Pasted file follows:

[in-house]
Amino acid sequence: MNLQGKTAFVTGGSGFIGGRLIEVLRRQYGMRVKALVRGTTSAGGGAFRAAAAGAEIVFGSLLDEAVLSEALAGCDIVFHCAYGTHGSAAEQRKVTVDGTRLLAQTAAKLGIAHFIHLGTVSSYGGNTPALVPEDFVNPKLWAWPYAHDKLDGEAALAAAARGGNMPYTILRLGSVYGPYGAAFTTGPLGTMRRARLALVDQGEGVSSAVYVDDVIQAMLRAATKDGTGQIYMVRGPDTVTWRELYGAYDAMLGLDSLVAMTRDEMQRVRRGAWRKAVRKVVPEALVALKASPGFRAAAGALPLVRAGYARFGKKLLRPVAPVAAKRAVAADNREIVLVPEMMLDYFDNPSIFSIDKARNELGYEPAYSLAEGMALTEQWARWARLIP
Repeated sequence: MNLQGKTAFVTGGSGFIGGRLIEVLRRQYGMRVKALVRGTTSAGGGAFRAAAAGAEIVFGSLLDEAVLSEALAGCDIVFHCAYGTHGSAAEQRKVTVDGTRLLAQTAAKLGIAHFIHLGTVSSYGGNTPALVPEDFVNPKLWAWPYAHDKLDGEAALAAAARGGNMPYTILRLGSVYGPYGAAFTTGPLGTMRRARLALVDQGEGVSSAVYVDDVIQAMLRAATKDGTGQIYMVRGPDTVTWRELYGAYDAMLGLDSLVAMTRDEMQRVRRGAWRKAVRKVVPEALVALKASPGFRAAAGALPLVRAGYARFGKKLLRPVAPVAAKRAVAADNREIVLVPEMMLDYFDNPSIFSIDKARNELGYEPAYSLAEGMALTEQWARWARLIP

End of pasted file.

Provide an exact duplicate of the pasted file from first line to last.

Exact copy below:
[in-house]
Amino acid sequence: MNLQGKTAFVTGGSGFIGGRLIEVLRRQYGMRVKALVRGTTSAGGGAFRAAAAGAEIVFGSLLDEAVLSEALAGCDIVFHCAYGTHGSAAEQRKVTVDGTRLLAQTAAKLGIAHFIHLGTVSSYGGNTPALVPEDFVNPKLWAWPYAHDKLDGEAALAAAARGGNMPYTILRLGSVYGPYGAAFTTGPLGTMRRARLALVDQGEGVSSAVYVDDVIQAMLRAATKDGTGQIYMVRGPDTVTWRELYGAYDAMLGLDSLVAMTRDEMQRVRRGAWRKAVRKVVPEALVALKASPGFRAAAGALPLVRAGYARFGKKLLRPVAPVAAKRAVAADNREIVLVPEMMLDYFDNPSIFSIDKARNELGYEPAYSLAEGMALTEQWARWARLIP
Repeated sequence: MNLQGKTAFVTGGSGFIGGRLIEVLRRQYGMRVKALVRGTTSAGGGAFRAAAAGAEIVFGSLLDEAVLSEALAGCDIVFHCAYGTHGSAAEQRKVTVDGTRLLAQTAAKLGIAHFIHLGTVSSYGGNTPALVPEDFVNPKLWAWPYAHDKLDGEAALAAAARGGNMPYTILRLGSVYGPYGAAFTTGPLGTMRRARLALVDQGEGVSSAVYVDDVIQAMLRAATKDGTGQIYMVRGPDTVTWRELYGAYDAMLGLDSLVAMTRDEMQRVRRGAWRKAVRKVVPEALVALKASPGFRAAAGALPLVRAGYARFGKKLLRPVAPVAAKRAVAADNREIVLVPEMMLDYFDNPSIFSIDKARNELGYEPAYSLAEGMALTEQWARWARLIP